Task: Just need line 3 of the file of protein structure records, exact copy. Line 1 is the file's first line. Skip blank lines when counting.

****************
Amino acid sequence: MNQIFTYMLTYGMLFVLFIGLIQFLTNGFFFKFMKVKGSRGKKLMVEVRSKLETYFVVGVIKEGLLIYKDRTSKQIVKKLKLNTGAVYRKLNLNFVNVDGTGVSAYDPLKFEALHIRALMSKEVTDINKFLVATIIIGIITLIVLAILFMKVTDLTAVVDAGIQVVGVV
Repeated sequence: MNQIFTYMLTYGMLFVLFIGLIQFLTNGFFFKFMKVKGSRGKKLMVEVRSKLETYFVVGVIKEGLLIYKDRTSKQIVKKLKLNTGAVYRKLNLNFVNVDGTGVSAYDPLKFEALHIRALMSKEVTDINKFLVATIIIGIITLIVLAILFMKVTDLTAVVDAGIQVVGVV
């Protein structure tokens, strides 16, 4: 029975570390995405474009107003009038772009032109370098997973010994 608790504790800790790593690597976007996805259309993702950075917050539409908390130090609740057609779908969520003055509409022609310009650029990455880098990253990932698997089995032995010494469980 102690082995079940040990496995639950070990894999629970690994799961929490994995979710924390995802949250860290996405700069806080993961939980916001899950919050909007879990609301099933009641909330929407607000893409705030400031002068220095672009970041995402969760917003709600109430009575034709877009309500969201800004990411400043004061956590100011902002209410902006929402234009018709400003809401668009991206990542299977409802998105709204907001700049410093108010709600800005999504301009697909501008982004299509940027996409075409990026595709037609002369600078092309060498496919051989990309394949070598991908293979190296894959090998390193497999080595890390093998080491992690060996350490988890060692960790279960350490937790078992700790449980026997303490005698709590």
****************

């Protein structure tokens, strides 16, 4: 029975570390995405474009107003009038772009032109370098997973010994 608790504790800790790593690597976007996805259309993702950075917050539409908390130090609740057609779908969520003055509409022609310009650029990455880098990253990932698997089995032995010494469980 102690082995079940040990496995639950070990894999629970690994799961929490994995979710924390995802949250860290996405700069806080993961939980916001899950919050909007879990609301099933009641909330929407607000893409705030400031002068220095672009970041995402969760917003709600109430009575034709877009309500969201800004990411400043004061956590100011902002209410902006929402234009018709400003809401668009991206990542299977409802998105709204907001700049410093108010709600800005999504301009697909501008982004299509940027996409075409990026595709037609002369600078092309060498496919051989990309394949070598991908293979190296894959090998390193497999080595890390093998080491992690060996350490988890060692960790279960350490937790078992700790449980026997303490005698709590």